platform developers, aggregators and telecom service providers. We were looking to create a Yelp-like app for mobile coupon offers. What we learned here is that when you vary discounts based on the distance a consumer is away from the store, it leads to an additional 3 percent conversion rate. So basically, the further a consumer is from your store, the greater the required ‘push’ to visit your store. You need to give them a better offer than a consumer who just happens to be out in public. In shopping malls in Asia, we have seen redemption rates up to 30 percent when we have used highly granular targeting based on customer shopping trajectories.
Are there any consumer behavioral indicators that influence the success of coupon redemption?
Yes, there are many. I’ll give you a few examples. In Korea, we wanted to understand if travel patterns
influence mobile coupon redemption. Let’s say there are two routes – there is a standard commute route a person takes, say home-work-gym-home. And a few days a week there is a deviant commute route. Maybe
they go to meet friends for a drink or dinner two days a week. Which of these two routes are they more likely to redeem their mobile coupon on? We found that the mean of a user’s commuting pattern is 1.9 times a stronger predictor of their mobile commerce activities compared to the variance. In this case, they were more likely to redeem their coupon during a standard commute day. So, if we know this and we know which areas are going to get the most traffic, can Out-of-Home (OOH) advertising be synergized with mobile? The answer is of course it can and when that is done, there is a significant increase in coupon redemption.
In a subway system in China, we studied the effect of crowds on coupon redemption. We found that an
increase in the number of people per square mile in a subway saw an increase in redemption rates.
In the last year, we have seen tremendous advancements in technology. Data from Beacons, for example, have allowed companies to map consumer movement in-store, even down to the aisles they browse. You spoke about some of the cutting-edge applications of this data at LatentView Analytics’ most recent Roundtable in Chicago. Can you tell us how this granularity of data has catapulted the success of mobile coupon redemption?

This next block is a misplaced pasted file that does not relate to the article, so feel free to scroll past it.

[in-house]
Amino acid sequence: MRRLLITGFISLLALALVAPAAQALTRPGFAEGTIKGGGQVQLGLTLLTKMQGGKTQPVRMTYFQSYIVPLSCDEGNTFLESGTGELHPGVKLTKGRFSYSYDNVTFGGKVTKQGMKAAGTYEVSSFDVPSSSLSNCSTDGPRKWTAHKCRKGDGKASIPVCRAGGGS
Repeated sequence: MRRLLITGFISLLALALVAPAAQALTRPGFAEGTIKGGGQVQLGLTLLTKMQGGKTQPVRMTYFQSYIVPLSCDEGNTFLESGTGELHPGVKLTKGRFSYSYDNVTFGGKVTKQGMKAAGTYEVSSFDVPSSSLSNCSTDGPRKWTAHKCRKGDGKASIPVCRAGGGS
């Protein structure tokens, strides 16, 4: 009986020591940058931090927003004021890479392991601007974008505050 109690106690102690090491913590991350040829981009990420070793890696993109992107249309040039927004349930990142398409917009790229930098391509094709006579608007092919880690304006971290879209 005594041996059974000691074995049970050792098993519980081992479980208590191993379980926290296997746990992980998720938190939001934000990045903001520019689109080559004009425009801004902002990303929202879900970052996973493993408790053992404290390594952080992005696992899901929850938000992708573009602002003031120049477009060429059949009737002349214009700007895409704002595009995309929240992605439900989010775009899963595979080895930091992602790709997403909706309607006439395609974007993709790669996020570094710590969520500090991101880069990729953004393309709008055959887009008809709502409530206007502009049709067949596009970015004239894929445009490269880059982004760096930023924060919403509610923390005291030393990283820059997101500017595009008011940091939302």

Yes – with Beacons and increased Wi-Fi connectivity, we are able to move from macro location targeting to in-store and more context-based targeting. In essence, what they do provide us is with a trajectory the consumer is on instead of just static data. That is immensely valuable.
Let me give you an example, one of the many interesting consumer insights derived from real world studies that I feature in my forthcoming book, TAP.
In a project I did for one of the largest shopping malls in the world – 1.3 million square feet, 300 stores, 100,000 visitors per day (200,000 visitors per day during holidays) – we were able to study trajectory at a multi-floor level. In other words, we were able to tell on which floor the consumer is, which store, which aisle. What we found was that trajectory based advertising had a 35 percent higher response rate and 3 times faster redemption than location-based advertising. But this was only on weekdays. On weekends, random targeting was more effective. We also found that large groups of three or more people were more likely to respond to a mobile coupon that individual shoppers. Couples were the least responsive.
We also uncovered some very interesting behavioral patterns. For example, we found that people from higher income groups were unlikely to shop in larger groups. Men were more likely to shop alone than women. There is a strong social and cultural influence when it comes to shopping and so these will vary from marketto market.
Mobile analytics can provide some very deep insights into shopping behavior, so it’s an exciting time
for data science and how companies use the data that is available to them.
All this and many other interesting consumer insights derived from real world studies across the world, are part of my forthcoming book, TAP.
You may also find it interesting to read our blog article on how to use mobile payment data to shape your business or how the CPG industry is using mobile & social media data.